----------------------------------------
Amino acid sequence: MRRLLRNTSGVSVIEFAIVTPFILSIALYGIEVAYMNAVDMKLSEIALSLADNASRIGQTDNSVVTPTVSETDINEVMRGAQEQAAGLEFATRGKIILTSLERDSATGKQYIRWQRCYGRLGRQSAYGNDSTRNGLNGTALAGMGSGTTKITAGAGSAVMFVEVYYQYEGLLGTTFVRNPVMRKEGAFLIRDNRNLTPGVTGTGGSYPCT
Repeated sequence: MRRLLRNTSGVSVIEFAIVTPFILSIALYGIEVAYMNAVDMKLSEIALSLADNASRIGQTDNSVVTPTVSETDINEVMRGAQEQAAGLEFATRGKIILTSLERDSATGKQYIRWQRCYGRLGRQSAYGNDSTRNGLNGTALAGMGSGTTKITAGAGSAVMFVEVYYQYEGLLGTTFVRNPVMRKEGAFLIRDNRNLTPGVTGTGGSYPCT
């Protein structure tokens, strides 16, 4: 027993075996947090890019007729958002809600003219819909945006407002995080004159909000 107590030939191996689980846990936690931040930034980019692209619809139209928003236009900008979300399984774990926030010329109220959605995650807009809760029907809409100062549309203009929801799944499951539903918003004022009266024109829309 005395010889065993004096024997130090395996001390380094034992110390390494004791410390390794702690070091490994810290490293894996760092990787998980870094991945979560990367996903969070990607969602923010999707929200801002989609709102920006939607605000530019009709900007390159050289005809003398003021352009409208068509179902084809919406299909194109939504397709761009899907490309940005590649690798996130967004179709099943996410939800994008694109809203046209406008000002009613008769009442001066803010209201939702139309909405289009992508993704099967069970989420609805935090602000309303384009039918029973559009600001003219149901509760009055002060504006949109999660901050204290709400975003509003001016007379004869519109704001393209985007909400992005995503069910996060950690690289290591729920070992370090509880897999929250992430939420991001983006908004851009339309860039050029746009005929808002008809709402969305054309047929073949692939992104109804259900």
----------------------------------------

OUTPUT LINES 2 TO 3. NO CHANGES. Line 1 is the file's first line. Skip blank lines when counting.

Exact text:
Repeated sequence: MRRLLRNTSGVSVIEFAIVTPFILSIALYGIEVAYMNAVDMKLSEIALSLADNASRIGQTDNSVVTPTVSETDINEVMRGAQEQAAGLEFATRGKIILTSLERDSATGKQYIRWQRCYGRLGRQSAYGNDSTRNGLNGTALAGMGSGTTKITAGAGSAVMFVEVYYQYEGLLGTTFVRNPVMRKEGAFLIRDNRNLTPGVTGTGGSYPCT
């Protein structure tokens, strides 16, 4: 027993075996947090890019007729958002809600003219819909945006407002995080004159909000 107590030939191996689980846990936690931040930034980019692209619809139209928003236009900008979300399984774990926030010329109220959605995650807009809760029907809409100062549309203009929801799944499951539903918003004022009266024109829309 005395010889065993004096024997130090395996001390380094034992110390390494004791410390390794702690070091490994810290490293894996760092990787998980870094991945979560990367996903969070990607969602923010999707929200801002989609709102920006939607605000530019009709900007390159050289005809003398003021352009409208068509179902084809919406299909194109939504397709761009899907490309940005590649690798996130967004179709099943996410939800994008694109809203046209406008000002009613008769009442001066803010209201939702139309909405289009992508993704099967069970989420609805935090602000309303384009039918029973559009600001003219149901509760009055002060504006949109999660901050204290709400975003509003001016007379004869519109704001393209985007909400992005995503069910996060950690690289290591729920070992370090509880897999929250992430939420991001983006908004851009339309860039050029746009005929808002008809709402969305054309047929073949692939992104109804259900």